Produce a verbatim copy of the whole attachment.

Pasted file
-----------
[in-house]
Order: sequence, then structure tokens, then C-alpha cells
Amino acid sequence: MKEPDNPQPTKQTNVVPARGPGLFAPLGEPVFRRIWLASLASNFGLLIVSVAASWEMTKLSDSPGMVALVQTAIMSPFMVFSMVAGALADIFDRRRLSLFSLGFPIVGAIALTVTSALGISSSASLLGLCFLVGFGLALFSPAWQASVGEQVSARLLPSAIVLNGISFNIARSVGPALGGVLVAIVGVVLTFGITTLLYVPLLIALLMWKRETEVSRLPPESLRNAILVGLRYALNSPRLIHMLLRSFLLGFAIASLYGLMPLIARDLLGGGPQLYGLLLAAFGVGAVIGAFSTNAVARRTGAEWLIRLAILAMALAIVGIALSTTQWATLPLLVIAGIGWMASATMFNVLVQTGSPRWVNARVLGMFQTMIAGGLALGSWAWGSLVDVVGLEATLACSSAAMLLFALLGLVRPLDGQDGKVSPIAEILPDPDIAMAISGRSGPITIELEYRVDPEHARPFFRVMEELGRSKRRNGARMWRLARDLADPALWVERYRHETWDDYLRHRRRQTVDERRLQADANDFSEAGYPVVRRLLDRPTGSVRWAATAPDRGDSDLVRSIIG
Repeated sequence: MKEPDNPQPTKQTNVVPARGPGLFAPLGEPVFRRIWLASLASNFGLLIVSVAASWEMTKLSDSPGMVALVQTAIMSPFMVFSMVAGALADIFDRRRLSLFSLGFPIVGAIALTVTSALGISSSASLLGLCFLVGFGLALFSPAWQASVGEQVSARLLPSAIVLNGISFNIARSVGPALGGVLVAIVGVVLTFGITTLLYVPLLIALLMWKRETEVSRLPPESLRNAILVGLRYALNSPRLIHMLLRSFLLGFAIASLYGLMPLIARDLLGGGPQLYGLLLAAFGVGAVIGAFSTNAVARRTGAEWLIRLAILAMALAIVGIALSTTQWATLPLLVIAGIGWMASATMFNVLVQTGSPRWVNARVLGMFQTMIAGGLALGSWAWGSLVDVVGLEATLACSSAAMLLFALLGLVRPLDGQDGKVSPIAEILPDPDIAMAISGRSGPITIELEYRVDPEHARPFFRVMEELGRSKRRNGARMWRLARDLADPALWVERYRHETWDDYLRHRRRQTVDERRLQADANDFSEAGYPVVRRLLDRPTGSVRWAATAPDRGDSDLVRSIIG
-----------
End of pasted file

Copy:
[in-house]
Order: sequence, then structure tokens, then C-alpha cells
Amino acid sequence: MKEPDNPQPTKQTNVVPARGPGLFAPLGEPVFRRIWLASLASNFGLLIVSVAASWEMTKLSDSPGMVALVQTAIMSPFMVFSMVAGALADIFDRRRLSLFSLGFPIVGAIALTVTSALGISSSASLLGLCFLVGFGLALFSPAWQASVGEQVSARLLPSAIVLNGISFNIARSVGPALGGVLVAIVGVVLTFGITTLLYVPLLIALLMWKRETEVSRLPPESLRNAILVGLRYALNSPRLIHMLLRSFLLGFAIASLYGLMPLIARDLLGGGPQLYGLLLAAFGVGAVIGAFSTNAVARRTGAEWLIRLAILAMALAIVGIALSTTQWATLPLLVIAGIGWMASATMFNVLVQTGSPRWVNARVLGMFQTMIAGGLALGSWAWGSLVDVVGLEATLACSSAAMLLFALLGLVRPLDGQDGKVSPIAEILPDPDIAMAISGRSGPITIELEYRVDPEHARPFFRVMEELGRSKRRNGARMWRLARDLADPALWVERYRHETWDDYLRHRRRQTVDERRLQADANDFSEAGYPVVRRLLDRPTGSVRWAATAPDRGDSDLVRSIIG
Repeated sequence: MKEPDNPQPTKQTNVVPARGPGLFAPLGEPVFRRIWLASLASNFGLLIVSVAASWEMTKLSDSPGMVALVQTAIMSPFMVFSMVAGALADIFDRRRLSLFSLGFPIVGAIALTVTSALGISSSASLLGLCFLVGFGLALFSPAWQASVGEQVSARLLPSAIVLNGISFNIARSVGPALGGVLVAIVGVVLTFGITTLLYVPLLIALLMWKRETEVSRLPPESLRNAILVGLRYALNSPRLIHMLLRSFLLGFAIASLYGLMPLIARDLLGGGPQLYGLLLAAFGVGAVIGAFSTNAVARRTGAEWLIRLAILAMALAIVGIALSTTQWATLPLLVIAGIGWMASATMFNVLVQTGSPRWVNARVLGMFQTMIAGGLALGSWAWGSLVDVVGLEATLACSSAAMLLFALLGLVRPLDGQDGKVSPIAEILPDPDIAMAISGRSGPITIELEYRVDPEHARPFFRVMEELGRSKRRNGARMWRLARDLADPALWVERYRHETWDDYLRHRRRQTVDERRLQADANDFSEAGYPVVRRLLDRPTGSVRWAATAPDRGDSDLVRSIIG